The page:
Vermont Yankee Opponents Start Walk To Montpelier
01/05/10 7:34AM By Susan Keese  Download MP3
(Host) Residents of three states who live within 20 miles of Vermont Yankee set off on foot this weekend from Brattleboro to make a point.
They plan to walk 126 miles to Montpelier, to show their opposition to extending the nuclear plant's operating license when its current license expires in 2012.
VPR's Susan Keese has more.
"What a great crowd, wow!"
(Keese) About 70 bundled-up walkers got a send-off from well-wishers who gathered Saturday in downtown Brattleboro.
The group ranged from senior citizens to school-aged kids marching with their parents on at least part of the 12-day journey.
They're carrying a petition asking Vermont lawmakers to pull the plug on the 40-year old nuclear plant.
Many of the walkers aren't from Vermont. Randy Kehler of Colraine, Massachusetts is an organizer of the walk. He called himself a victim of "Radiation without representation."
(Kehler) "We who live so close to this reactor, who are most endangered, not only by the daily radioactive emissions but by the constant aware ness that there could be a catastrophic accident, we need to have our voices heard including those of us like myself who are legally disenfranchised because we live just over the border... Our voices have to be taken into account. This is not just a matter of what's the cheapest electricity rate we can get for Vermont."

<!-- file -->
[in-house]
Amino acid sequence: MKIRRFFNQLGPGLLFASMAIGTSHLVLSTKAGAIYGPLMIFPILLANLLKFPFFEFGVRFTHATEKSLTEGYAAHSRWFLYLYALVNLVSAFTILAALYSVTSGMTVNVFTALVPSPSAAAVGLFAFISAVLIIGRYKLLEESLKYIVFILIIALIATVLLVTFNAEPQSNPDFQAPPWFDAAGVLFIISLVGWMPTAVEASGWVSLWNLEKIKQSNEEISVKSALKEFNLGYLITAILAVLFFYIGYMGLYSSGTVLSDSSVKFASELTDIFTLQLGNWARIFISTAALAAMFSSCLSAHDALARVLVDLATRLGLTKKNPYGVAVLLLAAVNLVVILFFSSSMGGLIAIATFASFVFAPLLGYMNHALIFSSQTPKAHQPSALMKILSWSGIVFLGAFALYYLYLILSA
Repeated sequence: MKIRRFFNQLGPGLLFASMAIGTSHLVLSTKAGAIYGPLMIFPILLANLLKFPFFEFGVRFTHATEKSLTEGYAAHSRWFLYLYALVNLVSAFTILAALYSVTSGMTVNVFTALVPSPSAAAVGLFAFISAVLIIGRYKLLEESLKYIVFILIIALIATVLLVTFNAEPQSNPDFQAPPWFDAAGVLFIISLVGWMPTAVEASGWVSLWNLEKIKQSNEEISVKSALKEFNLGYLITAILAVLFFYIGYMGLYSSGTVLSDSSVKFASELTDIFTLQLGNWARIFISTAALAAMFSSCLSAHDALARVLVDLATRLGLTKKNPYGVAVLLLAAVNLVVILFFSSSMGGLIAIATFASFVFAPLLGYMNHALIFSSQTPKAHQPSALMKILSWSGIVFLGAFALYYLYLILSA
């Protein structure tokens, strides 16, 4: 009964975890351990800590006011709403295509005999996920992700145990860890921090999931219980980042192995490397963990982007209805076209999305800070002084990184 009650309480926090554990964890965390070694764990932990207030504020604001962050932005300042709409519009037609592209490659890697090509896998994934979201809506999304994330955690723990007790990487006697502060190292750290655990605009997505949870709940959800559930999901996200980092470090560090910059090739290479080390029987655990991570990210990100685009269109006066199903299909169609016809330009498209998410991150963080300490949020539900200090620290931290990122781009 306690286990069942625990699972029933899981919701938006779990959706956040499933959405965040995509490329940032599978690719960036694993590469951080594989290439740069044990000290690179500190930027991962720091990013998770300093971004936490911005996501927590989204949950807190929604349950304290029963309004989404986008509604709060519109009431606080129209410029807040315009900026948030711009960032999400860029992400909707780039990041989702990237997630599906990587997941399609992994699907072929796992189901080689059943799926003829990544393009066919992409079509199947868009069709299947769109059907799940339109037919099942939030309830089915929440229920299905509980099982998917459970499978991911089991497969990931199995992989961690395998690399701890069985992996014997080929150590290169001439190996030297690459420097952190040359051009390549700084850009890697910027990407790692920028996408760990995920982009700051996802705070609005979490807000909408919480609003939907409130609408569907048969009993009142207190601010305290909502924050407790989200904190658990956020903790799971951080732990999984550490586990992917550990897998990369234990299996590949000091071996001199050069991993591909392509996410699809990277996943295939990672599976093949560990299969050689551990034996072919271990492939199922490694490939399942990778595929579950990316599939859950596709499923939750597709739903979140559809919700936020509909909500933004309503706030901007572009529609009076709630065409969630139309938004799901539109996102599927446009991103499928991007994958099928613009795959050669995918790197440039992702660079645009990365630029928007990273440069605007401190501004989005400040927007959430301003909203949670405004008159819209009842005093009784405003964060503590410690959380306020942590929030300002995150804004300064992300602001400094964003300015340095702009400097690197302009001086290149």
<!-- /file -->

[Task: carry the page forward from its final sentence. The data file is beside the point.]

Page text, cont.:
(Keese) Entergy Vermont Yankee is asking for a 20 year extension of its operating license. The request is under review by the Vermont Public Service Board, which represents ratepayer interests.
Vermont is the only state that's added a layer of legislative approval to such requests. Lawmakers may vote this session on whether to relicense the plant. Already advocates on both sides are making themselves heard.
Betsey Williams of Westminster is a founder of the Safe and Green Campaign, the group behind the walk.
Williams says any cost savings for Vermonters from a power contract with Entergy will be out weighed by the long-term costs of managing spent radioactive fuel on the banks of the Connecticut.
(Williams) "Another main point: We are very much able to do something different. And in my mind a good long term investment is to be thinking in terms of resources that are renewable, resources that are locally controlled and will benefit the state locally, and that can be sustained over time."
(Keese) The group has stops and events planned in towns along the way. They plan to hold a press conference at the State House on January 13.
(Singers) "We're going to walk, walk, we're going to walk, walk."
For VPR News, I'm Susan Keese.
(Host) An Entergy spokesman says that recent safety and reliability audits support the plant's request for a 20-year extension.
Leaders of unions who work at the plant also are calling for the plant to stay open. They say it supports 600 good-paying jobs.